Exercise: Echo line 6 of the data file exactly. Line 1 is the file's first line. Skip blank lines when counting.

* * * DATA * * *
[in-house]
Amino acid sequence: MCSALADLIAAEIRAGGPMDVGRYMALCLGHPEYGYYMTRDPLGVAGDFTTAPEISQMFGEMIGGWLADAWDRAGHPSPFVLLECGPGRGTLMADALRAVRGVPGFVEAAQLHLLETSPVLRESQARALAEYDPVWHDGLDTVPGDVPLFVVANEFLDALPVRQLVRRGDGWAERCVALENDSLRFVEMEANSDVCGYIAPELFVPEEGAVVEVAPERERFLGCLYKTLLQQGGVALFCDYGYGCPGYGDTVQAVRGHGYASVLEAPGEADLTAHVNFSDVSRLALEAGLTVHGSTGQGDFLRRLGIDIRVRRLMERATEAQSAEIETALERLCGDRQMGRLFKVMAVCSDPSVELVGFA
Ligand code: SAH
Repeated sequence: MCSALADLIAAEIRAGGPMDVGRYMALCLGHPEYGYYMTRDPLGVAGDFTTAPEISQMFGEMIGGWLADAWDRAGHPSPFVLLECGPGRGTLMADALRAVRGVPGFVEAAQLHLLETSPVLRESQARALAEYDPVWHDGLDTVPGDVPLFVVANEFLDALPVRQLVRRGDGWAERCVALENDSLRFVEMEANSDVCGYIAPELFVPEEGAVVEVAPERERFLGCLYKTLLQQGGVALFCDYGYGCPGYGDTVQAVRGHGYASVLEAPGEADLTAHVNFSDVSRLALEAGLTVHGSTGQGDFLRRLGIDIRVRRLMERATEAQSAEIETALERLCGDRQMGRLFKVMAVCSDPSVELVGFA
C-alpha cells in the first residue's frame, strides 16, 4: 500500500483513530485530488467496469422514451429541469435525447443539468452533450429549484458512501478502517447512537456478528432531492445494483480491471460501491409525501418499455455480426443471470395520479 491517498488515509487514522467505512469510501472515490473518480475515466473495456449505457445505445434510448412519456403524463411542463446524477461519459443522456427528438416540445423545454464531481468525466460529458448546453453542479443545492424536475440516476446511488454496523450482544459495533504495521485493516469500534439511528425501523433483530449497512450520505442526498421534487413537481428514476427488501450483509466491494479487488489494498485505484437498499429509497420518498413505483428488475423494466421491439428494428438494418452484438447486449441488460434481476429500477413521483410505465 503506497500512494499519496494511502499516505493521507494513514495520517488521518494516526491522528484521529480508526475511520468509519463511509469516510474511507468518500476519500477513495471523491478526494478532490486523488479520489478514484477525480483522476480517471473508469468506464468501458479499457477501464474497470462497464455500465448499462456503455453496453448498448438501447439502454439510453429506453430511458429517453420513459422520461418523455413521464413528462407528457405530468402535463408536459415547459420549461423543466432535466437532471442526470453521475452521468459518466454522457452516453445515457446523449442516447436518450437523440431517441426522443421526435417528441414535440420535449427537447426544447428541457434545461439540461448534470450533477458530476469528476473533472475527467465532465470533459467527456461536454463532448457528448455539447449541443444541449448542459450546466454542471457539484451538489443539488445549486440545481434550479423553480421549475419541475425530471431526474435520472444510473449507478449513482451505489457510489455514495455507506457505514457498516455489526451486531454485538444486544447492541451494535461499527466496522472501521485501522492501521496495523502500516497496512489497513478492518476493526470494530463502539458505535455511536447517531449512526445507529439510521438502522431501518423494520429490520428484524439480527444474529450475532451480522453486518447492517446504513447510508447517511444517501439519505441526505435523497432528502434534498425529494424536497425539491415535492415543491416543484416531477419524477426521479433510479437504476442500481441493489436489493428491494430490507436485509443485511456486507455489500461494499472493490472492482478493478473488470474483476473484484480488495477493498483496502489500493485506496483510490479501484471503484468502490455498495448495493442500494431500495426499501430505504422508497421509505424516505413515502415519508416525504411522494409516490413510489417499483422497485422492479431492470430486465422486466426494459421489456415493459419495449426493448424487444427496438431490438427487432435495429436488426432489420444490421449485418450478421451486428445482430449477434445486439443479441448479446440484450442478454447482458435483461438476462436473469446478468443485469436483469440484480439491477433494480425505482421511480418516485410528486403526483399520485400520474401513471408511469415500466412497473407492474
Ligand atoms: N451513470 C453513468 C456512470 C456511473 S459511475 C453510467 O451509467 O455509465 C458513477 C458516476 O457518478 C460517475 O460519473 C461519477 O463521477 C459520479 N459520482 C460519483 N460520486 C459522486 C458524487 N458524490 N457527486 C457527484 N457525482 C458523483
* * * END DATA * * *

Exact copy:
Ligand atoms: N451513470 C453513468 C456512470 C456511473 S459511475 C453510467 O451509467 O455509465 C458513477 C458516476 O457518478 C460517475 O460519473 C461519477 O463521477 C459520479 N459520482 C460519483 N460520486 C459522486 C458524487 N458524490 N457527486 C457527484 N457525482 C458523483